Racial Issues and Birth

Racial Disparities in Birth Outcomes and Racial Discrimination as an Independent Risk Factor Affecting Maternal, Infant, and Child Health

Despite widespread calls to reduce the infant mortality, preterm birth, and low birthweight rates in the United States, racial disparities in birth outcomes persist, with African-American infants remaining the most vulnerable. In 2013, the rate of preterm birth for African-American infants was nearly double that for white infants.

Known medical, genetic, and/or sociodemographic factors alone do not account for these disparities, leading researchers to examine race and the experience of racial discrimination as independent risk factors for affecting maternal, infant, and child health.

Elephant Circle, in collaboration with the International Center for Traditional Childbearing, the International Cesarean Awareness Network, and the Midwives Alliance of North American has created this Executive Summary of existing research to make this important area of study more accessible to people interested in maternal health.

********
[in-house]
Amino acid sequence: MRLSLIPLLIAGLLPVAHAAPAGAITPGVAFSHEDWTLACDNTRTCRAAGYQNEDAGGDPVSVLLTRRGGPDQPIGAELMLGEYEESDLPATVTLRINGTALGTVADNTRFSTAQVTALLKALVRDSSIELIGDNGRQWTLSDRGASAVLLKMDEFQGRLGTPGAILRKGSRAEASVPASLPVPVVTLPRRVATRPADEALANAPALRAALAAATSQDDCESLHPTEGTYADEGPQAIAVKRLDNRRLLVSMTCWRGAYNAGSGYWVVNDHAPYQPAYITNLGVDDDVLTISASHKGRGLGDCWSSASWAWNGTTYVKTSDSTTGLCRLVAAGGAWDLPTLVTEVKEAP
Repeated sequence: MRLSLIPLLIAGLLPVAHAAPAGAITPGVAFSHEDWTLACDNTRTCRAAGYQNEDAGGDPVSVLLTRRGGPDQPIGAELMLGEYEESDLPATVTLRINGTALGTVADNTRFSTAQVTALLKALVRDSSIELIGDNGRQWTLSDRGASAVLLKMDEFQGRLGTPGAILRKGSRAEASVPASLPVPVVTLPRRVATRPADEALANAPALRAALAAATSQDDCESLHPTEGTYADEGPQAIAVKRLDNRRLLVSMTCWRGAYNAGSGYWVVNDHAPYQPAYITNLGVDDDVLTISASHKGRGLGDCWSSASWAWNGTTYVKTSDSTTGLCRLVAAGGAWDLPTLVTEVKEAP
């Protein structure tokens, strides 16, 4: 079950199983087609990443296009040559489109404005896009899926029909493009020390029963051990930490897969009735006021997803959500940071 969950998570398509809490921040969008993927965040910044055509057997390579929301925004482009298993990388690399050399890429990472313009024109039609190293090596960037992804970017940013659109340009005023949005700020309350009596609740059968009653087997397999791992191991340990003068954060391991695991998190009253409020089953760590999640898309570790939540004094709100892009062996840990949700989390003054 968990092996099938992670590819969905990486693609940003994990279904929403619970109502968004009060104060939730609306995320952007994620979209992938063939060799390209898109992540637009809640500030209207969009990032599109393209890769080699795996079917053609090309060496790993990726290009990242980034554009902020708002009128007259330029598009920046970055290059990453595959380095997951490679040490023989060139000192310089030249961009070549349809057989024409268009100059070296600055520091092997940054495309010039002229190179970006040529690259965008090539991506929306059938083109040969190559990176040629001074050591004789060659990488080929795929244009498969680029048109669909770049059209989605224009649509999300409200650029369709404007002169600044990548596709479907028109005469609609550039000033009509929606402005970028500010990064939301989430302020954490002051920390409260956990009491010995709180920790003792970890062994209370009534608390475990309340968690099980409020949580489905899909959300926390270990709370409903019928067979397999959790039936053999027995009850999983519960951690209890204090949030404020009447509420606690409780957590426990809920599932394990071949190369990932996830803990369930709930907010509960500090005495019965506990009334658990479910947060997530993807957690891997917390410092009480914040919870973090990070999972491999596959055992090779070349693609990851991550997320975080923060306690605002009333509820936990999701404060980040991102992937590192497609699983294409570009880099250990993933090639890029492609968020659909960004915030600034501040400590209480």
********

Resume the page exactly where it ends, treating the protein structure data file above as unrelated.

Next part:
The Executive Summary includes statistical data to describe the racial disparities in birth outcomes, including preterm birth, low birthweight, and infant mortality; provides a summary of current research to examine the correlations between race, racism, and poor birth outcomes; and provides recommendations to policymakers and researchers so that meaningful strides can be made toward dismantling racism, a necessary strategy to improve birth outcomes and eliminate healthcare disparities in the United States.

The Infographic also provides a useful tool for raising awareness about this important issue. If you have any questions about these tools or the research, don't hesitate to reach out at elephantcircle@gmail.com.